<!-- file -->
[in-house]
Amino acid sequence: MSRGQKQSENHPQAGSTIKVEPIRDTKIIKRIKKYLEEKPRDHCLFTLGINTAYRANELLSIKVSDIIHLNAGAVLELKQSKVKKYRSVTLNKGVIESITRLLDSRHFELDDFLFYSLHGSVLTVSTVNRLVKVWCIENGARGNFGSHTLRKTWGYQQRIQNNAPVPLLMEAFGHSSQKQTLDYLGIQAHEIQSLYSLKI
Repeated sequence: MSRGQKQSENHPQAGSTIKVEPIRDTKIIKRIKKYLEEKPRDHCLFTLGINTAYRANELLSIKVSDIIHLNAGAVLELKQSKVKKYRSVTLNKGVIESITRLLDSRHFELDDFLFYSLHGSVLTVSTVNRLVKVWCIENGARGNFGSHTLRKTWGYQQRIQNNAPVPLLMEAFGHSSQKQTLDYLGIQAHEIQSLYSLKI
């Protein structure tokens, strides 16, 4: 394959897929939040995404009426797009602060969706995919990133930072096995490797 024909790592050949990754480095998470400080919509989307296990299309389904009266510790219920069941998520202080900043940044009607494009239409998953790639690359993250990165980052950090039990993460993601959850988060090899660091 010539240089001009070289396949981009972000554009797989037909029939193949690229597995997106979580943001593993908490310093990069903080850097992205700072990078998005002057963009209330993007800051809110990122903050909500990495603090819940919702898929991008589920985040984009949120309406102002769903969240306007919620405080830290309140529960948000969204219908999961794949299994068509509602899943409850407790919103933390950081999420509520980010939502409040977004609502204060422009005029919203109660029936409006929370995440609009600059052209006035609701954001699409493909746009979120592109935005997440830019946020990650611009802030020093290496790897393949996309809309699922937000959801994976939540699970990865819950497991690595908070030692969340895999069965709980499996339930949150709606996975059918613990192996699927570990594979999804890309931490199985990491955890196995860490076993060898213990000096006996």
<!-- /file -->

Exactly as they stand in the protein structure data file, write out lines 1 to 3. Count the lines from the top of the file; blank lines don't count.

[in-house]
Amino acid sequence: MSRGQKQSENHPQAGSTIKVEPIRDTKIIKRIKKYLEEKPRDHCLFTLGINTAYRANELLSIKVSDIIHLNAGAVLELKQSKVKKYRSVTLNKGVIESITRLLDSRHFELDDFLFYSLHGSVLTVSTVNRLVKVWCIENGARGNFGSHTLRKTWGYQQRIQNNAPVPLLMEAFGHSSQKQTLDYLGIQAHEIQSLYSLKI
Repeated sequence: MSRGQKQSENHPQAGSTIKVEPIRDTKIIKRIKKYLEEKPRDHCLFTLGINTAYRANELLSIKVSDIIHLNAGAVLELKQSKVKKYRSVTLNKGVIESITRLLDSRHFELDDFLFYSLHGSVLTVSTVNRLVKVWCIENGARGNFGSHTLRKTWGYQQRIQNNAPVPLLMEAFGHSSQKQTLDYLGIQAHEIQSLYSLKI